King Charles III’s coronation expected to take place on 3 June 2023

King Charles III is expected to be crowned in a ceremony at Westminster Abbey on 3 June 2023, it has been reported.

Ahead of an formal announcement, government officials are said to be making plans for the coronation, which will take place almost 70 years to the day after his mother, Queen Elizabeth II, was crowned.

The event will form part of a series of days of celebration to mark the official beginning of the monarch’s reign, despite Charles acceding to the throne in September, following his mother’s death.

In June 2023, the King will be 74 years old, making him the oldest person to be crowned in British history.

He will be crowned alongside his wife, the Queen Consort, Camilla.

The coronation is expected to be a slimmed-down ceremony avoiding extravagance, due to the cost of living crisis that is impacting many throughout the UK.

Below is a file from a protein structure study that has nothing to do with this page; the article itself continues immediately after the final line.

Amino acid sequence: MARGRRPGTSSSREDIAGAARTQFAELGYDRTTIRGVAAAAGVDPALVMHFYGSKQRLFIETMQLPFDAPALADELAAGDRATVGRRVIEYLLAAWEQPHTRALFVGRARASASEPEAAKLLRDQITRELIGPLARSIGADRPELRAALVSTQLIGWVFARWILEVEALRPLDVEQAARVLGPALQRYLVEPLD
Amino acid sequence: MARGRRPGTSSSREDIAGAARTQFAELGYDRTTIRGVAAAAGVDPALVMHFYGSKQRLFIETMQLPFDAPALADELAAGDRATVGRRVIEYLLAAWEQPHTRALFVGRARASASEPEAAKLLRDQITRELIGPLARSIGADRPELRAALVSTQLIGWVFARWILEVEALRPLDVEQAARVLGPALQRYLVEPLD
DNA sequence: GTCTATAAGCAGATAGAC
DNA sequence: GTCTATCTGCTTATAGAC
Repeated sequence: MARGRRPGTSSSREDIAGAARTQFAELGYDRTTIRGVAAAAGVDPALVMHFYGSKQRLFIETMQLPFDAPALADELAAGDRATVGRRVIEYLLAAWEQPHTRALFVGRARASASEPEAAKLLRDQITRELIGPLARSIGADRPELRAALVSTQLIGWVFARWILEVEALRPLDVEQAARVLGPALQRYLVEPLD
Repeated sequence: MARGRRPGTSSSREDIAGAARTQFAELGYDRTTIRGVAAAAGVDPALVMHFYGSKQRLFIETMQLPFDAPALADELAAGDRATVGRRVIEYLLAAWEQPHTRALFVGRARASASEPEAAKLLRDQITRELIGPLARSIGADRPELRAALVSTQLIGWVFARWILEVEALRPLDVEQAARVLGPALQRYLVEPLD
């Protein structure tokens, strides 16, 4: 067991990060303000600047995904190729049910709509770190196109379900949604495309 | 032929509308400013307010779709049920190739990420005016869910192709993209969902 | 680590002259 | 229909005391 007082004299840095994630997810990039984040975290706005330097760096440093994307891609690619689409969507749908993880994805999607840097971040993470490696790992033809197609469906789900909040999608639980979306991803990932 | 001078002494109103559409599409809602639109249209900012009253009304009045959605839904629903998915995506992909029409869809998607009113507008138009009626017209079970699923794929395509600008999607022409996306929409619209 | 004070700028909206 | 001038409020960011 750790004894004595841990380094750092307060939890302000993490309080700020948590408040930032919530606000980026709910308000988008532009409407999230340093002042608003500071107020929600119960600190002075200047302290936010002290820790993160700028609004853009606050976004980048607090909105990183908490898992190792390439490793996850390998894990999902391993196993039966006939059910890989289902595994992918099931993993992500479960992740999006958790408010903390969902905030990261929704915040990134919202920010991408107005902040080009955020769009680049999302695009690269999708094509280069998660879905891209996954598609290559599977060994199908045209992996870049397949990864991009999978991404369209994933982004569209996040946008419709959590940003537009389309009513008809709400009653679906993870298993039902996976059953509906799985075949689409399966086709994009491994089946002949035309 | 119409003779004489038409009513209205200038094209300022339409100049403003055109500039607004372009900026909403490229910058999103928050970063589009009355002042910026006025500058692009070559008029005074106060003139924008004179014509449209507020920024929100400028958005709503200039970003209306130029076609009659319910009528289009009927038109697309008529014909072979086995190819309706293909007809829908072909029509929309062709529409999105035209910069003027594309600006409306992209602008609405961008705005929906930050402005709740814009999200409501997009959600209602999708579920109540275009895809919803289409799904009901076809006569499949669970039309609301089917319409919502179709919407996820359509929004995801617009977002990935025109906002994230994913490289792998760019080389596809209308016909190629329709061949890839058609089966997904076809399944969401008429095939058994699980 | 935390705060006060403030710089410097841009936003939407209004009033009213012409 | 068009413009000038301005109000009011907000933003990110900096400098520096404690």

A source told the Daily Mirror that the event “will be shorter, smaller and less expensive” than the Queen’s in 1953.

“The King is very aware of the struggles felt by modern Britons so will see his wishes carried through that although his coronation ceremony should stay right and true to the long held traditions of the past, it should also be representative of a monarchy in a modern world,” the source said.

Queen Elizabeth II on her coronation day in June 1953 (AFP via Getty Images)
Queen Elizabeth II on her coronation day in June 1953 (AFP via Getty Images)

They added: “The King has long been an advocate of a streamlined or slimmed down monarchy and this project could certainly be said to fit with his vision. He has already spoken of his wish to continue his mother’s legacy and this includes continuing to recognise what the people are experiencing day by day.”

Plans are also reported to include a multi-faith congregation, composed of Christian, Muslim, Jewish, Hindu and Buddhist figures.

The King has confirmed he will take an oath to the Church of England at his coronation but has made clear he wants to head a Britain that respects all faiths.

Discussions over which days, if any, will become official holidays are still ongoing.

The Independent has contacted Buckingham Palace for comment.